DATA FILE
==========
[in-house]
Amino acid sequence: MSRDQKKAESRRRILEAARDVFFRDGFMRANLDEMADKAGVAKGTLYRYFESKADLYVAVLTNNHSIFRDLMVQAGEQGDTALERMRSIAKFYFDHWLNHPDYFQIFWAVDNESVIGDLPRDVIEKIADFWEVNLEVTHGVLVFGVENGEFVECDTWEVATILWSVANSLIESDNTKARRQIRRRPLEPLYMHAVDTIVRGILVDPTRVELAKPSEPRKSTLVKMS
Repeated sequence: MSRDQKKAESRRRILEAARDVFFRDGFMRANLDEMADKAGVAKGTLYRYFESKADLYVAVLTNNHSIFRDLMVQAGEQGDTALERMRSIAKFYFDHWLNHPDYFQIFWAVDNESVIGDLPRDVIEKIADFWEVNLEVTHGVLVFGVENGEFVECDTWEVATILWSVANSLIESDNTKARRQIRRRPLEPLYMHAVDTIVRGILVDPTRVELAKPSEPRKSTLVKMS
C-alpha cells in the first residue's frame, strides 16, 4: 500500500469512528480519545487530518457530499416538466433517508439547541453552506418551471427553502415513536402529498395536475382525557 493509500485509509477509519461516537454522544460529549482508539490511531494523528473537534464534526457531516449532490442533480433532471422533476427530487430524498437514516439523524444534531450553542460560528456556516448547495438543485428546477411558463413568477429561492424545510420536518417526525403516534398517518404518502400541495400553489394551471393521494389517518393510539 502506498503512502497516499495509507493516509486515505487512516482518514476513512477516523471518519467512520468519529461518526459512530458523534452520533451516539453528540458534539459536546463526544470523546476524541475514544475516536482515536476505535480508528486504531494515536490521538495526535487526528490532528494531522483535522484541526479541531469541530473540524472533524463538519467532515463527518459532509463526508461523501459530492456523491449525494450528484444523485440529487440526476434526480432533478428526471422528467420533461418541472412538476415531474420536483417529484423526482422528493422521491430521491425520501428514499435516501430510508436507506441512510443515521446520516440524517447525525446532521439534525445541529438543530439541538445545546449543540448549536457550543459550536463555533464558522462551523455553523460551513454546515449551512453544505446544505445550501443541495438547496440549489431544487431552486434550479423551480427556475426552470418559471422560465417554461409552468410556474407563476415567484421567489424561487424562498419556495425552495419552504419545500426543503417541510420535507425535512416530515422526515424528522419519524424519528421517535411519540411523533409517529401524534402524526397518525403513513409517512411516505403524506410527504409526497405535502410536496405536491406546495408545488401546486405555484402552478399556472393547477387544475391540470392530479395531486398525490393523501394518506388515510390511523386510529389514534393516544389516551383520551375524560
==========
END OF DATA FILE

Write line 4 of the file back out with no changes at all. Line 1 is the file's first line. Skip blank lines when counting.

C-alpha cells in the first residue's frame, strides 16, 4: 500500500469512528480519545487530518457530499416538466433517508439547541453552506418551471427553502415513536402529498395536475382525557 493509500485509509477509519461516537454522544460529549482508539490511531494523528473537534464534526457531516449532490442533480433532471422533476427530487430524498437514516439523524444534531450553542460560528456556516448547495438543485428546477411558463413568477429561492424545510420536518417526525403516534398517518404518502400541495400553489394551471393521494389517518393510539 502506498503512502497516499495509507493516509486515505487512516482518514476513512477516523471518519467512520468519529461518526459512530458523534452520533451516539453528540458534539459536546463526544470523546476524541475514544475516536482515536476505535480508528486504531494515536490521538495526535487526528490532528494531522483535522484541526479541531469541530473540524472533524463538519467532515463527518459532509463526508461523501459530492456523491449525494450528484444523485440529487440526476434526480432533478428526471422528467420533461418541472412538476415531474420536483417529484423526482422528493422521491430521491425520501428514499435516501430510508436507506441512510443515521446520516440524517447525525446532521439534525445541529438543530439541538445545546449543540448549536457550543459550536463555533464558522462551523455553523460551513454546515449551512453544505446544505445550501443541495438547496440549489431544487431552486434550479423551480427556475426552470418559471422560465417554461409552468410556474407563476415567484421567489424561487424562498419556495425552495419552504419545500426543503417541510420535507425535512416530515422526515424528522419519524424519528421517535411519540411523533409517529401524534402524526397518525403513513409517512411516505403524506410527504409526497405535502410536496405536491406546495408545488401546486405555484402552478399556472393547477387544475391540470392530479395531486398525490393523501394518506388515510390511523386510529389514534393516544389516551383520551375524560